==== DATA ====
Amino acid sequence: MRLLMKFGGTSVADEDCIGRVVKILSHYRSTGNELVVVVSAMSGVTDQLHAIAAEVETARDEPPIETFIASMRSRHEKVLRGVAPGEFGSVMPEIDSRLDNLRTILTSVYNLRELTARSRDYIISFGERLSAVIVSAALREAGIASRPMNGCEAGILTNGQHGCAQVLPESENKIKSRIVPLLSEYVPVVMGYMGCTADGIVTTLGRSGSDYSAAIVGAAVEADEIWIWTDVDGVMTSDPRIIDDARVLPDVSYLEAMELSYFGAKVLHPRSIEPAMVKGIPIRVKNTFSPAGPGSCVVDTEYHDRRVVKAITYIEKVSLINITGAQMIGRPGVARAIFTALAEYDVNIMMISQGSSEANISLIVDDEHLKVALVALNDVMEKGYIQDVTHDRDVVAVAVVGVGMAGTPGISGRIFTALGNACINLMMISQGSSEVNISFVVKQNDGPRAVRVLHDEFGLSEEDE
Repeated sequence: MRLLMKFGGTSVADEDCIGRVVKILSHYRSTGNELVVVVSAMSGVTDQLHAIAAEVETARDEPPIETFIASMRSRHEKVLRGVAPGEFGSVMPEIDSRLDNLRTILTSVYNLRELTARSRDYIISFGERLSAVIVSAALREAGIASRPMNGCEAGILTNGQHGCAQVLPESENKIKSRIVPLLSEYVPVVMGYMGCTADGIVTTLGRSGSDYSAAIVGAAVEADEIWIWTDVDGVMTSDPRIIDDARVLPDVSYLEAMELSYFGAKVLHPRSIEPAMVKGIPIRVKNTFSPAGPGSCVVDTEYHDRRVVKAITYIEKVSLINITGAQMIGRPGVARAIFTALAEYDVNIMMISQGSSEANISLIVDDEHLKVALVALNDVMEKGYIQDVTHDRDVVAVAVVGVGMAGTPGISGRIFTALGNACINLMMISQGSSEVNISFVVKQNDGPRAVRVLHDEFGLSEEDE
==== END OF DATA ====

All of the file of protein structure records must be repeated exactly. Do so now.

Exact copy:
Amino acid sequence: MRLLMKFGGTSVADEDCIGRVVKILSHYRSTGNELVVVVSAMSGVTDQLHAIAAEVETARDEPPIETFIASMRSRHEKVLRGVAPGEFGSVMPEIDSRLDNLRTILTSVYNLRELTARSRDYIISFGERLSAVIVSAALREAGIASRPMNGCEAGILTNGQHGCAQVLPESENKIKSRIVPLLSEYVPVVMGYMGCTADGIVTTLGRSGSDYSAAIVGAAVEADEIWIWTDVDGVMTSDPRIIDDARVLPDVSYLEAMELSYFGAKVLHPRSIEPAMVKGIPIRVKNTFSPAGPGSCVVDTEYHDRRVVKAITYIEKVSLINITGAQMIGRPGVARAIFTALAEYDVNIMMISQGSSEANISLIVDDEHLKVALVALNDVMEKGYIQDVTHDRDVVAVAVVGVGMAGTPGISGRIFTALGNACINLMMISQGSSEVNISFVVKQNDGPRAVRVLHDEFGLSEEDE
Repeated sequence: MRLLMKFGGTSVADEDCIGRVVKILSHYRSTGNELVVVVSAMSGVTDQLHAIAAEVETARDEPPIETFIASMRSRHEKVLRGVAPGEFGSVMPEIDSRLDNLRTILTSVYNLRELTARSRDYIISFGERLSAVIVSAALREAGIASRPMNGCEAGILTNGQHGCAQVLPESENKIKSRIVPLLSEYVPVVMGYMGCTADGIVTTLGRSGSDYSAAIVGAAVEADEIWIWTDVDGVMTSDPRIIDDARVLPDVSYLEAMELSYFGAKVLHPRSIEPAMVKGIPIRVKNTFSPAGPGSCVVDTEYHDRRVVKAITYIEKVSLINITGAQMIGRPGVARAIFTALAEYDVNIMMISQGSSEANISLIVDDEHLKVALVALNDVMEKGYIQDVTHDRDVVAVAVVGVGMAGTPGISGRIFTALGNACINLMMISQGSSEVNISFVVKQNDGPRAVRVLHDEFGLSEEDE